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Answerman - Why Do Companies Only Sell Some Shows Through Their Own Stores?


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Greed1914



Joined: 28 Oct 2007
Posts: 2698
PostPosted: Wed Dec 21, 2016 1:52 pm Reply with quote
I have noticed that the Funimation Store's pricing typically tracks with Right Stuf, which I'm sure is no coincidence. Like Justin said, the few times where I've ordered directly, rather than through Right Stuf is when there is some sort of exclusive item, and even then, I might not do that if the price wasn't the same.

I basically settled in as a dedicated Right Stuf user years ago for all the reasons Justin mentioned at the end, plus they are located in my state, so buying from them has a certain "shop locally" feel to it.
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Kimiko_0



Joined: 31 Aug 2008
Posts: 1747
Location: Leiden, NL, EU
PostPosted: Wed Dec 21, 2016 2:38 pm Reply with quote
Quote:
Sales for releases that are self-distributed nearly always dwarf that of similar shows released through normal retail channels.

I think you meant that the other way around?

Another aspect, licensors' own shops can't sell to customers from other regions, while retailers don't have that obstacle.
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Mr. sickVisionz



Joined: 28 Oct 2007
Posts: 1805
PostPosted: Wed Dec 21, 2016 2:45 pm Reply with quote
Kimiko_0 wrote:
Another aspect, licensors' own shops can't sell to customers from other regions, while retailers don't have that obstacle.


Thats more an issue of a poorly setup shop than a real limitation of selling via a self-owned store.
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Kimiko_0



Joined: 31 Aug 2008
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PostPosted: Wed Dec 21, 2016 3:10 pm Reply with quote
Isn't it because they can only sell in the region they have the license for?
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Blackiris_



Joined: 06 Sep 2013
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PostPosted: Wed Dec 21, 2016 3:47 pm Reply with quote
I don't think this always backfires. Square Enix, for example, has a number of products only available from their store, including limited editions and merchandise. Same goes for NIS America – I think their limited editions are commonly only available in their own online shop.

As for peppermint, as far as I know they belong to Aniplex (or it's at least a joint venture), and they're trying hard to push their online shop and their streaming platform with exclusive stuff at the moment. Not sure if it'll work out eventually, but it wouldn't be the first time.
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Psycho 101
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Joined: 14 Aug 2006
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Location: Chora's Den
PostPosted: Wed Dec 21, 2016 4:26 pm Reply with quote
Greed1914 wrote:
I have noticed that the Funimation Store's pricing typically tracks with Right Stuf, which I'm sure is no coincidence. Like Justin said, the few times where I've ordered directly, rather than through Right Stuf is when there is some sort of exclusive item, and even then, I might not do that if the price wasn't the same.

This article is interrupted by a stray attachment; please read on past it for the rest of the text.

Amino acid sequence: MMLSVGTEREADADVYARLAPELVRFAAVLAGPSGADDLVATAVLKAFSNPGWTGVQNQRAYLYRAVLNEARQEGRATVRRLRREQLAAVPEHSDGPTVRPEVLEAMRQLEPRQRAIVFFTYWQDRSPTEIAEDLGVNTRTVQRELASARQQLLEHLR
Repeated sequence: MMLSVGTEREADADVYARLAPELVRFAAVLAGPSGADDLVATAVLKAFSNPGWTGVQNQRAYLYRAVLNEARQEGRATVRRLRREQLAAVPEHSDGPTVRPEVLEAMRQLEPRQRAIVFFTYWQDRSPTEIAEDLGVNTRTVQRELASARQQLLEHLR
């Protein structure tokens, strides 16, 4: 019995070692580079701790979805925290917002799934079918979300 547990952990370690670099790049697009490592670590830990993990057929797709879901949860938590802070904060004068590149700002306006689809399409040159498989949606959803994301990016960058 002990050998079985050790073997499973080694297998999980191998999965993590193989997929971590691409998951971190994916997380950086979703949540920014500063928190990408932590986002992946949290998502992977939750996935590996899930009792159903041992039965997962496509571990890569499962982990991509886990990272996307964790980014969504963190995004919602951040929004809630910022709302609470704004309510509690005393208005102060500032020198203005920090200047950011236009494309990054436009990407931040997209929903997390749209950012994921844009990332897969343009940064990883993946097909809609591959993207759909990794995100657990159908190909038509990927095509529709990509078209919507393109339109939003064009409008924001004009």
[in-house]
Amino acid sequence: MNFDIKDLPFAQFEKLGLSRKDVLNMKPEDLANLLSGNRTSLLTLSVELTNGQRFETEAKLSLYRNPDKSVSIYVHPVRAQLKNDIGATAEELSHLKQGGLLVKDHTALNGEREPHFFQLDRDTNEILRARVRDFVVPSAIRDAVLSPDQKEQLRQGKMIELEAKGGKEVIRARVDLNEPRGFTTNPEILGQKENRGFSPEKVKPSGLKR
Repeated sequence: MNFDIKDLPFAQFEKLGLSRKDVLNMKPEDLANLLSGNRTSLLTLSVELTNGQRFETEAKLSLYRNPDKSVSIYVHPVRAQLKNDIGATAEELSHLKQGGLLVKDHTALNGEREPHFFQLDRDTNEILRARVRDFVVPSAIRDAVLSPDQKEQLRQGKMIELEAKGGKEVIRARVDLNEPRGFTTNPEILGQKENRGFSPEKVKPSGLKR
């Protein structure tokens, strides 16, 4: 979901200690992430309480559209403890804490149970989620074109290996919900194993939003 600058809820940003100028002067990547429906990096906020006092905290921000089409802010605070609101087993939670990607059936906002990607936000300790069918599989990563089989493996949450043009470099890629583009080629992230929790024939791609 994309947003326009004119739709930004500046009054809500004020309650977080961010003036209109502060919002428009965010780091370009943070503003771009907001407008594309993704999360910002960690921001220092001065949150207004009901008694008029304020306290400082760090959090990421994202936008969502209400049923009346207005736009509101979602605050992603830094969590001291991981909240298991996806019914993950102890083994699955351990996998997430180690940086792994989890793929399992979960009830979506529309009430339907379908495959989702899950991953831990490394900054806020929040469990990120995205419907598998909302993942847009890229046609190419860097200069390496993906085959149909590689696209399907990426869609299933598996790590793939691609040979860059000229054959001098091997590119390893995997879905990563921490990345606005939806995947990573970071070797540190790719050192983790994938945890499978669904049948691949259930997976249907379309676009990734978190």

I basically settled in as a dedicated Right Stuf user years ago for all the reasons Justin mentioned at the end, plus they are located in my state, so buying from them has a certain "shop locally" feel to it.

Sentai's prices are much the same at their store. Same with Robert's Anime Corner Store. The latter hardly gets mentioned by people compared to Right Stuf. Which is sad cause they do a good job at RACS.
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Greed1914



Joined: 28 Oct 2007
Posts: 2698
PostPosted: Wed Dec 21, 2016 4:48 pm Reply with quote
Blackiris_ wrote:
I don't think this always backfires. Square Enix, for example, has a number of products only available from their store, including limited editions and merchandise. Same goes for NIS America – I think their limited editions are commonly only available in their own online shop.


I'd say it probably backfires without offering some sort of added incentive, like being the only option for limited editions. Then again, they also have to go into it not expecting to sell lots of units since it requires the shopper to go out of their way to find something. Also, I've picked up limited edition NISA products from Right Stuf, though I have no idea if that applies to their other products since I can only think of three NISA shows that I've purchased.
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EricJ2



Joined: 01 Feb 2014
Posts: 3207
PostPosted: Wed Dec 21, 2016 5:10 pm Reply with quote
And then, you have Viz selling the remaining post-dub volumes of Maison Ikkoku only through their own site, Amazon or RightStuf.
Not so much because it was a "prestige" item, or because of rights, but because they still had such a personal company grudge against the VHS release, they wanted to "prove" to the fans that it Was Never Going to Sell In Retail Anyway, by burying it under the radar for the two or three fan-nitpicking "eccentrics" who were planning to buy it on disk.

Sort of the same reason Warner keeps banishing all its old classic movies to the Warner MOD Archive instead of retail, since they wish to convince us that "everyone knows nobody buys disks anyway".
("Everyone knows" that except the home-theater fans, apparently.)


Last edited by EricJ2 on Thu Dec 22, 2016 3:29 pm; edited 1 time in total
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Giolon



Joined: 16 Jan 2009
Posts: 50
PostPosted: Wed Dec 21, 2016 5:23 pm Reply with quote
Kimiko_0 wrote:
Quote: